Union Pacific (film)

Union Pacific is a 1939 American dramatic western film directed by Cecil B. DeMille and starring Barbara Stanwyck and Joel McCrea. Based on the novel Trouble Shooter by Western fiction author Ernest Haycox, the film is about the building of the titular railroad of the same name across the American West. Haycox based his novel upon the experiences of a civil engineer, Charles H. Sharman, who worked on the railroad from its start in Omaha, Nebraska, in 1866 up to the golden spike ceremony on May 10, 1869.[1] This was to celebrate the joining of the rails for the First Transcontinental Railroad across the United States connecting the Central Pacific and Union Pacific railroads at Promontory Summit, Utah Territory.[1] In fact, the movie recreated the event using the same 1869 golden spike, on loan from Stanford University.

Union Pacific
Theatrical film poster
Directed byCecil B. DeMille
Produced byCecil B. DeMille
Written byWalter DeLeon
Jack Cunningham
C. Gardner Sullivan
Story byBased on the novel Trouble shooter by Ernest Haycox
StarringBarbara Stanwyck
Joel McCrea
Akim Tamiroff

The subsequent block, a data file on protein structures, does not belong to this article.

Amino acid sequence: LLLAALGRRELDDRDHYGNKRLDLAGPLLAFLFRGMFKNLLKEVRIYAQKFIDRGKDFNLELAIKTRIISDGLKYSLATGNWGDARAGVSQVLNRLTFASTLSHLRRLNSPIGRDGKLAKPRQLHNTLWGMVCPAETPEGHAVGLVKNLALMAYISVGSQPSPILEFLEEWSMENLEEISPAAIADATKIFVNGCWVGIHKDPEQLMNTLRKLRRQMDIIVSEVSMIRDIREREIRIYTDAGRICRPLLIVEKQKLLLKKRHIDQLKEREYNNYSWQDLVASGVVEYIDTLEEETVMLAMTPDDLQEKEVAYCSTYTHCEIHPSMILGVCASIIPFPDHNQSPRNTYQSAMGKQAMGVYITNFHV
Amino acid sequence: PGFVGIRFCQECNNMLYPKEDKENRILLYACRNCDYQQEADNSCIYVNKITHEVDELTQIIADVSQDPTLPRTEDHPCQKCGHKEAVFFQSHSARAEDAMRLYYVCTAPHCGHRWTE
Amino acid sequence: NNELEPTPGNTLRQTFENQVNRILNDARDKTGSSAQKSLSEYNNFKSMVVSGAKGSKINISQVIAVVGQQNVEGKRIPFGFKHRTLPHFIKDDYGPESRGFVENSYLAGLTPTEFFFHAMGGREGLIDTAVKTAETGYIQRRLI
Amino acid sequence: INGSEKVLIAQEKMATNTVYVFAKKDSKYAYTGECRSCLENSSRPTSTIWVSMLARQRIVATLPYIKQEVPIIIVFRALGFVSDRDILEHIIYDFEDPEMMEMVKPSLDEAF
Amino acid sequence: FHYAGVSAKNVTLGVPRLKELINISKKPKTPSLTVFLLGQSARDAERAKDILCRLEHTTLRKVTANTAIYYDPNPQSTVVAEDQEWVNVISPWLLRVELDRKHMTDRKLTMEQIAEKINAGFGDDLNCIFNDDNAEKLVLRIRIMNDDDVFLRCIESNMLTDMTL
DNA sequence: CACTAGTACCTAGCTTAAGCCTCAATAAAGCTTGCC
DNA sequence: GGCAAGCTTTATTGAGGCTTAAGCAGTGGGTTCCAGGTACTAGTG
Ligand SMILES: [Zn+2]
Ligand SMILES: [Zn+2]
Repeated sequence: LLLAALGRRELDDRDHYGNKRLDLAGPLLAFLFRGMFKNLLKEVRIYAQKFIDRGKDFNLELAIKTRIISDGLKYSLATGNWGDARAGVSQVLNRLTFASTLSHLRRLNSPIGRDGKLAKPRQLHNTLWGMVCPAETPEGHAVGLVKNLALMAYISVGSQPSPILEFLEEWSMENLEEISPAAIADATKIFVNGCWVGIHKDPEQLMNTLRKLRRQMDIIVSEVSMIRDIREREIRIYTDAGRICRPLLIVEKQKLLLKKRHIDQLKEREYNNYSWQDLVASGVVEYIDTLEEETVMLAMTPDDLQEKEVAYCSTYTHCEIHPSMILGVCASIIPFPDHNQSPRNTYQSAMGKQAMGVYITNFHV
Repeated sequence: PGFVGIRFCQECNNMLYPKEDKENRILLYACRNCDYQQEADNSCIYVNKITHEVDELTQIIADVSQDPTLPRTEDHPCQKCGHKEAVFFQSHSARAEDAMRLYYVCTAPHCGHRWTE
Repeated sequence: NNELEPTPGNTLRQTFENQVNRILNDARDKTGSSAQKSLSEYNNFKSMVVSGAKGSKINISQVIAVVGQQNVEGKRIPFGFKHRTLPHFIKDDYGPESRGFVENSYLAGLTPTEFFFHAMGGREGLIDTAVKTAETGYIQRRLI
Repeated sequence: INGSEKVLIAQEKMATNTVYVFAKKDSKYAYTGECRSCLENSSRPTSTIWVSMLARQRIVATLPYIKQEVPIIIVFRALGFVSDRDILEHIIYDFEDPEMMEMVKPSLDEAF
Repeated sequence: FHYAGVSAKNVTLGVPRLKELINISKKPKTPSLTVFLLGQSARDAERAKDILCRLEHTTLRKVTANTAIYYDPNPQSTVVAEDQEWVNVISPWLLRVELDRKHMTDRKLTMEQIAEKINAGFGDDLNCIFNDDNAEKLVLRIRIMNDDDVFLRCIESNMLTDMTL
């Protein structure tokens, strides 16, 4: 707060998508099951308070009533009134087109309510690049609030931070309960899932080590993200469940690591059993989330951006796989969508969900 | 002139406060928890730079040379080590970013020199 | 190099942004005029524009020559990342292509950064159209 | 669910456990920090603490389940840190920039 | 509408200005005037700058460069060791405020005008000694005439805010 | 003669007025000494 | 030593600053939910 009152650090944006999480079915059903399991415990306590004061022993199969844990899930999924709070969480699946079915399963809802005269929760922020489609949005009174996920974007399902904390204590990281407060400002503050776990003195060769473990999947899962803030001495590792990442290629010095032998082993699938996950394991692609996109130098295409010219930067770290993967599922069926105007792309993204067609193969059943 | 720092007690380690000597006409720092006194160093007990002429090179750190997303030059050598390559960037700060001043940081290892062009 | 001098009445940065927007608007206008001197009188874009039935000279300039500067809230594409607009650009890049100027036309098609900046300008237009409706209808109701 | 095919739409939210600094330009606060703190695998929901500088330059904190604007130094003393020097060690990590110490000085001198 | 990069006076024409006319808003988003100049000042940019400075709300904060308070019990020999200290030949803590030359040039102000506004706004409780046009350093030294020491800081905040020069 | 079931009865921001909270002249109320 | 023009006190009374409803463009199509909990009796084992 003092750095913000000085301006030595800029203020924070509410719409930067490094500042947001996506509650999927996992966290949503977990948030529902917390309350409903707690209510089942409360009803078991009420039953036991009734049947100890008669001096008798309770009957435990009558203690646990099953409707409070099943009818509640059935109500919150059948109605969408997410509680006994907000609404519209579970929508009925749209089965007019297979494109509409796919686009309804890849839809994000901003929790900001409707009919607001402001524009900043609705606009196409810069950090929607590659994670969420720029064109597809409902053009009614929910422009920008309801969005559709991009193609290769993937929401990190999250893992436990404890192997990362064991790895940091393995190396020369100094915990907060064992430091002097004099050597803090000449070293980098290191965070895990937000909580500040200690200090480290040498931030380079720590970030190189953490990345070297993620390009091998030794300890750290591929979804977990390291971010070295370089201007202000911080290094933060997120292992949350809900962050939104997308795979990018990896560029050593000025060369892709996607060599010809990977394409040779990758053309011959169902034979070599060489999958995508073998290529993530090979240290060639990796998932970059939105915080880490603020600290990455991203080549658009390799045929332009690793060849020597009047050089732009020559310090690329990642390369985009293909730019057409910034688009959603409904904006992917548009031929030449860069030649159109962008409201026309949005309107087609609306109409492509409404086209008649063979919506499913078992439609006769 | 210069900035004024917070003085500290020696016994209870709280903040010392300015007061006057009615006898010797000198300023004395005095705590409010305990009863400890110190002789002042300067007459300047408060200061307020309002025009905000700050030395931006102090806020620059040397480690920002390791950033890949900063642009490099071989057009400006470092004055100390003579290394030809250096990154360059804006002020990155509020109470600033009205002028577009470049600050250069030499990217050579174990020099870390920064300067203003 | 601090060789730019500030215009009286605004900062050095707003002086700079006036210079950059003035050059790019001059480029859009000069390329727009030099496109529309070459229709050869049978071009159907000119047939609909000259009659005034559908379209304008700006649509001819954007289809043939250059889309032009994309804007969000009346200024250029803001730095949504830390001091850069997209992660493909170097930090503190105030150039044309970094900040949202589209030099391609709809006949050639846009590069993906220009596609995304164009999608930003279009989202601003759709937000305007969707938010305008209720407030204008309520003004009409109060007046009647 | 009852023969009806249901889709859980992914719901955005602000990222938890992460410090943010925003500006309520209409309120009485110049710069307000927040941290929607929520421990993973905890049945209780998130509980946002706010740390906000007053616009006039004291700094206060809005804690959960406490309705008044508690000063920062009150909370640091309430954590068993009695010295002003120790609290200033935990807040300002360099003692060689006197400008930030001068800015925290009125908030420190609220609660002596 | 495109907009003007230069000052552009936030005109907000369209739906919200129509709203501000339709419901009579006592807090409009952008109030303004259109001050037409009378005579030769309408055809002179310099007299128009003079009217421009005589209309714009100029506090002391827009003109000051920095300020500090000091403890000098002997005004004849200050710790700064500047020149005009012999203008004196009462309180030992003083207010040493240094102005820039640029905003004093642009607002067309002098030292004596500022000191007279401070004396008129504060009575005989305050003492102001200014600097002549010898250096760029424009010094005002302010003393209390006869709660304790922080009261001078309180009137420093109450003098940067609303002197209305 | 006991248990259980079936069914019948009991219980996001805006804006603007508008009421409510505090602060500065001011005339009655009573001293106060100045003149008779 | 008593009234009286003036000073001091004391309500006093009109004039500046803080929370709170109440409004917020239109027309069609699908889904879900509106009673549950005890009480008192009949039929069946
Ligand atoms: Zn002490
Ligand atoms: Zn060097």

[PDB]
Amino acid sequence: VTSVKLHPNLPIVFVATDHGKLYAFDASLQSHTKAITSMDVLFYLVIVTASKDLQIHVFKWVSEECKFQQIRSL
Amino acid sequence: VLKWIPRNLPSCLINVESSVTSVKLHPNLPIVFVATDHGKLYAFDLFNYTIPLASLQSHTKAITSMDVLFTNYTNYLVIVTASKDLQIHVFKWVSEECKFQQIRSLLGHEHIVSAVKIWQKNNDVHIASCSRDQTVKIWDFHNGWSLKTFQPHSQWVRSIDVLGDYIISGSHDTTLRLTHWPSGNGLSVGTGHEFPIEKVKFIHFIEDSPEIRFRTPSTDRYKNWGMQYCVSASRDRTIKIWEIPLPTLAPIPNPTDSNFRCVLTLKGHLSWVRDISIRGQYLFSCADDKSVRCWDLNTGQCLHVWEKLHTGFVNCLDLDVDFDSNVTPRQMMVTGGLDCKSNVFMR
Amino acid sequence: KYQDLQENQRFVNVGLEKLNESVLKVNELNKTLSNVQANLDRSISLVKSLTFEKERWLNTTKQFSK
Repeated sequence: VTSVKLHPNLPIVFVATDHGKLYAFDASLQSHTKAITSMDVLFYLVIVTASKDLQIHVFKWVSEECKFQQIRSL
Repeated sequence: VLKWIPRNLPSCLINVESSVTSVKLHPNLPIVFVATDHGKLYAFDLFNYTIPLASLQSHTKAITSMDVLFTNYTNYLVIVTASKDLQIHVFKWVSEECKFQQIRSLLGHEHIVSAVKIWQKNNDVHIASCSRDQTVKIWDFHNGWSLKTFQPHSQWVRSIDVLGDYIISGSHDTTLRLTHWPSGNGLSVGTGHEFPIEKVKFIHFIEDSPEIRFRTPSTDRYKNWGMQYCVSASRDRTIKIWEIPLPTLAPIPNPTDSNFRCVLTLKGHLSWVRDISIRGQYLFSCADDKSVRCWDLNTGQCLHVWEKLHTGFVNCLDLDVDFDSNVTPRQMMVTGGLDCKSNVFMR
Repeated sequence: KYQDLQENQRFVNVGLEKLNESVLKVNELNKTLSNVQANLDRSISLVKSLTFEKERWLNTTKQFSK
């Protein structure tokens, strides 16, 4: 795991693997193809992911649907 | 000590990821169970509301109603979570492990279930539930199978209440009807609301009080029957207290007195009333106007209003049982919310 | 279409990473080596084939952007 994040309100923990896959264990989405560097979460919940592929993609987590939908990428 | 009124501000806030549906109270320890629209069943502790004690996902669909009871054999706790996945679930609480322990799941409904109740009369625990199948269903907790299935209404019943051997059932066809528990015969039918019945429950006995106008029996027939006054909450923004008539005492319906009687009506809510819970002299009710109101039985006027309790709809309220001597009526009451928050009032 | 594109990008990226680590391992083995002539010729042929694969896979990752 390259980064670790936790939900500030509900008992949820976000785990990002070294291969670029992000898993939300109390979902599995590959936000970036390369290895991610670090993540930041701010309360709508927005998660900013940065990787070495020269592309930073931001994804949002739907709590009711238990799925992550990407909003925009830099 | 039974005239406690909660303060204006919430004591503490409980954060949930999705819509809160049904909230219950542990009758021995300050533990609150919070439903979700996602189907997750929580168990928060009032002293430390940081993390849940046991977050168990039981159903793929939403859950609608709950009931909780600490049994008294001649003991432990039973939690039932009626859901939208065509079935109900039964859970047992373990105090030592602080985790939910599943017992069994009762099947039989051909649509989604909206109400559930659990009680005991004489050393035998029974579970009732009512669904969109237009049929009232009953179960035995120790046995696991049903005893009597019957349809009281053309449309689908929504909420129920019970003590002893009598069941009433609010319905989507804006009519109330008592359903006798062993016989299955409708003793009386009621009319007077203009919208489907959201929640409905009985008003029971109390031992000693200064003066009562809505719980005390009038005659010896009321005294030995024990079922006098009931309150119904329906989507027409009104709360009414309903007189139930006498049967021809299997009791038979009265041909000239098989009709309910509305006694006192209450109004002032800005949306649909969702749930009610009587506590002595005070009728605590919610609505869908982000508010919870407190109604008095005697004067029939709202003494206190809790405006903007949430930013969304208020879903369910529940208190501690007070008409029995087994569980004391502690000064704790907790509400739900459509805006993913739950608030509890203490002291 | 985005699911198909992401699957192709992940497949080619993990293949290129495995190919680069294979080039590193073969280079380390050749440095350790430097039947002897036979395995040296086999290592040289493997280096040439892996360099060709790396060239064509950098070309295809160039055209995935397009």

Robert Preston
Music bySigmund Krumgold
John Leipold
George Antheil (uncredited)
CinematographyVictor Milner
Edited byAnne Bauchens
Distributed byParamount Pictures
Release date
  • May 5, 1939 (1939-05-05)
Running time
135 minutes
CountryUnited States


The 1862 Pacific Railroad Act signed by President Lincoln authorizes pushing the Union Pacific Railroad westward across the wilderness toward California, but financial opportunist Asa Barrows hopes to profit from obstructing it. Chief troubleshooter Jeff Butler has his hands full fighting Barrows's agent, gambler Sid Campeau. Campeau's partner Dick Allen is Jeff's war buddy and rival suitor for engineer's daughter Molly Monahan. Who will survive the effort to push the railroad through at any cost?



According to a news item in The Hollywood Reporter, DeMille directed much of the film from a stretcher, because of an operation he had months earlier. However, studio records indicate DeMille collapsed from the strain of directing three units simultaneously, and used a stretcher for about two weeks.

Parts of the film were shot in Iron Springs, Utah.[2]:287

The golden spike used at the ceremony to mark the end of the construction was the same spike actually used in the May 10, 1869, event, on loan from Stanford University.

For the Indian attack on the train, Paramount hired 100 Navajo Indian extras.